Projecting Tampa Bay's Most Heated Roster Battles This Offseason

Jason KannoContributor IIIMay 21, 2014

Projecting Tampa Bay's Most Heated Roster Battles This Offseason

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    Brian Blanco/Getty Images

    Let the games begin.

    With the draft out of the way, every NFL team is shaping its roster in preparation for training camp and the 2014 season. The Buccaneers wrapped up their rookie minicamp over the weekend and moved right into organized team activities (OTAs).

    These post-draft practices are the only way to discern which players are most likely to make the final roster. For Bucs on the bubble, they will have to prove they bring just a little bit more than the guys standing next to them.

    The rookie minicamp revealed little, as the Bucs announced no additional undrafted free-agent signings after the weekend. OTAs may shed more light on how head coach Lovie Smith and his staff have thus far evaluated the roster.

    The best roster battles can be found in positions boasting comparable talent and the addition of new players.

    This year's hottest competitions will likely come from the Bucs offense, where the Bucs focused their entire draft. Most of the position battles on defense will be fought by backups, as the starting roster is mostly set.

    Here are five position battles that should keep Bucs on the edge of their seats through OTAs and into training camp.

Mike James vs. Bobby Rainey

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    Chris O'Meara/Associated Press

    The Buccaneers are suddenly very deep at running back. Drafting former West Virginia running back Charles Sims gave the Bucs a versatile pass-catching back.

    It also rendered either Mike James or Bobby Rainey expendable.

    Both flashed toughness and elusiveness when called into action last year following Doug Martin's shoulder injury. James likely would have finished the season as the starter had he not suffered his own season-ending ankle injury.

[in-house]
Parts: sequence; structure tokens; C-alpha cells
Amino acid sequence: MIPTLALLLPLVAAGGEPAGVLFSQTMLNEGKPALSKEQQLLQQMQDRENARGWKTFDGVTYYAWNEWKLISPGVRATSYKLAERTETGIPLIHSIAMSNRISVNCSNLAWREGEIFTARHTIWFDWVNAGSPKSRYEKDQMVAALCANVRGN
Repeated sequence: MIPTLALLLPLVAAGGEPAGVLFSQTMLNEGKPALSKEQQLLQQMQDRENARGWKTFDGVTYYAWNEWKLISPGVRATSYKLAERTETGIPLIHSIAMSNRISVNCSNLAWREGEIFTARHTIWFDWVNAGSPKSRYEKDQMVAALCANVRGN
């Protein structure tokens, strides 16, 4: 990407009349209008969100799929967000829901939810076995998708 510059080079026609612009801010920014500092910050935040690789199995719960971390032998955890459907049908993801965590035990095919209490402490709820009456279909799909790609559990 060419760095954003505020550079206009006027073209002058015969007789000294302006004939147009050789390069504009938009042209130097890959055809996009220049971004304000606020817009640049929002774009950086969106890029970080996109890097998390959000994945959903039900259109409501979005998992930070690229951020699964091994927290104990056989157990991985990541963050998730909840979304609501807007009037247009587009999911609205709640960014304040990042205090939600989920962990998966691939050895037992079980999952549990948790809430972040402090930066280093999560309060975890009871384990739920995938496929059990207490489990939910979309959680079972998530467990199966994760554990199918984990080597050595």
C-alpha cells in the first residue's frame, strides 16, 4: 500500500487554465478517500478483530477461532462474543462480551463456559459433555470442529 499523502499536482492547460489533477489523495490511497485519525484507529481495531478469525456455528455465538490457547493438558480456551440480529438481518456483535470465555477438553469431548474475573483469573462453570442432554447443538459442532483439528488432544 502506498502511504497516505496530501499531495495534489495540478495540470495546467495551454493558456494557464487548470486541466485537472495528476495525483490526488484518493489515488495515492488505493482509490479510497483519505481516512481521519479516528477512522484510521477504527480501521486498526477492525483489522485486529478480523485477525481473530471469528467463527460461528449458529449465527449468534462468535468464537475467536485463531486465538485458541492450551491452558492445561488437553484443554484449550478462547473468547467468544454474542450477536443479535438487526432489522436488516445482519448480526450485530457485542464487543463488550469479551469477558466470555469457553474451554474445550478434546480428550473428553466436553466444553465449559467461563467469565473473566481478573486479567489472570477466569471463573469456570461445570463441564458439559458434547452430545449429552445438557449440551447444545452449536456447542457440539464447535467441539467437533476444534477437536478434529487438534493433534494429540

Though they surprised many with their grit, James and Rainey are actually only average running backs. Neither is particularly fast or strong, though they possess decent vision in finding run lanes.

    James may have the upper hand, as he has a little bit more experience as a third-down back and can catch the ball out of the backfield. Rainey is no pushover, so expect these two to give the Bucs a very difficult decision to make in August.

Robert Herron vs. Lavelle Hawkins vs. Solomon Patton vs. Jeff Demps

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    Chris O'Meara/Associated Press

    Over the course of the offseason, the Bucs devoted considerable time and resources to overhauling their passing attack. After signing quarterback Josh McCown, the Bucs added a number of new receivers in free agency and the draft.

    The Bucs have not had a viable slot receiver in years. Bucs general manager Jason Licht made multiple acquisitions to remedy the long-festering malady.

    Spending a sixth-round pick on former Wyoming wide receiver Robert Herron was a shift in the Bucs' draft strategy up to that point. The Bucs had focused on taking big-bodied receivers like WR Mike Evans and tight end Austin Seferian-Jenkins until taking the small but speedy Herron.

    The Bucs already had former Tennessee Titan WR Lavelle Hawkins and former Olympian Jeff Demps on the roster heading into the draft. Hawkins is easily the most experienced of the bunch, though his NFL career to this point has been without distinction.

    Demps is focusing on football this year after an injury-shortened 2013 season. Lovie Smith can't contain his excitement having him on the roster. Smith has already praised Demps following the first day of OTAs, per Sander Philipse of Bucs Nation.

    Former Gator Solomon Patton made the team as an undrafted free agent. He faces an uphill battle to make the roster against guys like Herron and Demps in whom the Bucs have vested interest.

    Three of these players have never played a snap at wide receiver in the NFL, though Hawkins' lack of quality snaps doesn't give him much of an advantage. More than one of these receivers could make the final roster, but watch for how the Bucs' depth chart fluctuates during the offseason as they jockey for position.

Brandon Myers vs. Tim Wright

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    Chris O'Meara/Associated Press

    The Bucs' tight end battle suffered its first casualty on Saturday when Tom Crabtree announced his release on Twitter:

    I've been released. Thank you to Lovie and the rest of the new staff for giving me a shot. That's a great group of guys. Expect big things.